HeadshotAlexander J. E. English is the founder and managing attorney of GreenSpring Legal, LLC. A graduate of Vermont Law School, Mr. English has extensive experience with environmental law and policy, and, in particular, with water law. He has dealt with the full spectrum of water law, from permitting issues, regulatory comments and challenges, stormwater management, and environmental enforcement issues. In addition to his work enforcing the Clean Water Act and other environmental statutes via citizen suits, his practice includes administrative proceedings and litigation under the Administrative Procedure Act and the Freedom of Information/Privacy Act, land use and zoning matters, and contract law.

Concurrent with his J.D. from Vermont Law School, Mr. English earned a Master’s in Environmental Law and Policy and a Certificate in Water Law. He holds a B.A. in Linguistics from the University of Georgia, and served as a Peace Corps Volunteer in Bulgaria from 2007-2009. He is licensed to practice in Maryland State Courts, the Federal District and Bankruptcy Courts for the District of Columbia and the District of Maryland, the Court of Federal Claims, and the U.S. Court of Appeals for the District of Columbia Circuit. He also serves as a Committee Member for the Agricultural Law Section of the Maryland State Bar Association.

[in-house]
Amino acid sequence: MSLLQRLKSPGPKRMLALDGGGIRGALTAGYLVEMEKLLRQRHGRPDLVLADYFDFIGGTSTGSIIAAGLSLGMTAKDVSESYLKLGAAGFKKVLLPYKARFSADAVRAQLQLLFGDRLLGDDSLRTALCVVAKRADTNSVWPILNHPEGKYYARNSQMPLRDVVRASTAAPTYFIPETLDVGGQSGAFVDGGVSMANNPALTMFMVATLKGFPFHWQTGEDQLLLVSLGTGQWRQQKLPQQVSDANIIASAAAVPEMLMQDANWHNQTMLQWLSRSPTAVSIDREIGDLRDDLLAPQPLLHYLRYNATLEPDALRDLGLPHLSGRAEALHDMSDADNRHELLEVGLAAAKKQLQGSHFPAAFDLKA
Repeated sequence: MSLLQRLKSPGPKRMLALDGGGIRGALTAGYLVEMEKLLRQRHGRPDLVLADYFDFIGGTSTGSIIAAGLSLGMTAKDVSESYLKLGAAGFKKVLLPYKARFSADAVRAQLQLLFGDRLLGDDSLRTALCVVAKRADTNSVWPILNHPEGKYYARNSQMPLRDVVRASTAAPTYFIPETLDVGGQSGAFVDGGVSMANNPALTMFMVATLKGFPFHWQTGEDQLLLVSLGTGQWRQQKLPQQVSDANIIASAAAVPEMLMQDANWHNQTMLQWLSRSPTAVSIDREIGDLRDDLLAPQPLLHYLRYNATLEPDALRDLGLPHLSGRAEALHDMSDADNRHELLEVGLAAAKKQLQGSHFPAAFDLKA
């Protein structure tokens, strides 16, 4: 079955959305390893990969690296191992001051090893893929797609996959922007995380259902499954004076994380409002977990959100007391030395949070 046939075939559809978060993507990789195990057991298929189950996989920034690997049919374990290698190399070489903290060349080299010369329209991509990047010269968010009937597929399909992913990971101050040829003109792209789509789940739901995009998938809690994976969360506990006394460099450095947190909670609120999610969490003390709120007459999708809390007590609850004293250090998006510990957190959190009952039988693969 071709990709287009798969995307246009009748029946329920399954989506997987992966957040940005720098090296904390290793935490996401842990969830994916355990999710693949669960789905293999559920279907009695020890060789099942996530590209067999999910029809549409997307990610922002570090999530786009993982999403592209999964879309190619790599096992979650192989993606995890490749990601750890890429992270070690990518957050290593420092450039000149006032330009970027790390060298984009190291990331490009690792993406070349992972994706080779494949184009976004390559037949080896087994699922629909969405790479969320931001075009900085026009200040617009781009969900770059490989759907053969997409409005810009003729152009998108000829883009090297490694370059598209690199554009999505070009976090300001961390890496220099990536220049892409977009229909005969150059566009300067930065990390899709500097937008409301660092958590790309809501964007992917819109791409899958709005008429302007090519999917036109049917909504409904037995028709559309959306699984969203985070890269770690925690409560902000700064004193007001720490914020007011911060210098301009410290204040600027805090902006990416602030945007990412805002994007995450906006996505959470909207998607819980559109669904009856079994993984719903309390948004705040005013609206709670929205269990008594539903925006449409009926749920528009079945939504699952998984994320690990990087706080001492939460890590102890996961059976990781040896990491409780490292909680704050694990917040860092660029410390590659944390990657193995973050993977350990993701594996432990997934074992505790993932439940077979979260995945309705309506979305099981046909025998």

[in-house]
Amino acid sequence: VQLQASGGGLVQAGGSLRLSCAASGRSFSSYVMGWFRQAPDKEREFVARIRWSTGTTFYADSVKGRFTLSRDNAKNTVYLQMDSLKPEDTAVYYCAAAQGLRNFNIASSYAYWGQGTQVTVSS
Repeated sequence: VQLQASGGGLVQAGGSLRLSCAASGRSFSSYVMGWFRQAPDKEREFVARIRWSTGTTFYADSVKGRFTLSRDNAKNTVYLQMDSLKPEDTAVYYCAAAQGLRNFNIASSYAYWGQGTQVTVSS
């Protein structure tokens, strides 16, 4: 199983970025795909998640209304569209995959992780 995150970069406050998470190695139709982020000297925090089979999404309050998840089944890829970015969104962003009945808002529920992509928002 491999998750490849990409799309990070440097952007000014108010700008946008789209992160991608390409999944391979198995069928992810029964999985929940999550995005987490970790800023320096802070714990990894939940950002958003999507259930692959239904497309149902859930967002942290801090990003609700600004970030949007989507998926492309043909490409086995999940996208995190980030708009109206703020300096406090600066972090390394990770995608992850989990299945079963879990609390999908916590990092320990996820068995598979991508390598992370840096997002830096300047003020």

Mr. English lives in Cloverly, MD, with his wife, daughter, and pets.

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Recent Posts

D.C. Circuit Rules that FERC, In Some Circumstances, Must Consider Downstream Greenhouse Gas Emissions Resulting from Projects It Approves

Today, the D.C. Circuit Court of Appeals issued its opinion in Sierra Club, et al. v. FERC, No. 16-1329. The case primarily concerned the analyses of greenhouse gas (GHG) emissions and environmental justice in the Federal Energy Regulatory Commission’s (FERC’s) Sabal Trail Project National Environmental Policy Act (NEPA) review. Writing for the majority, Judge Griffith announced an update to the Court’s black-letter NEPA jurisprudence:
“We conclude that at a minimum, FERC should have estimated the amount of power-plant carbon emissions that the pipelines will make possible.”

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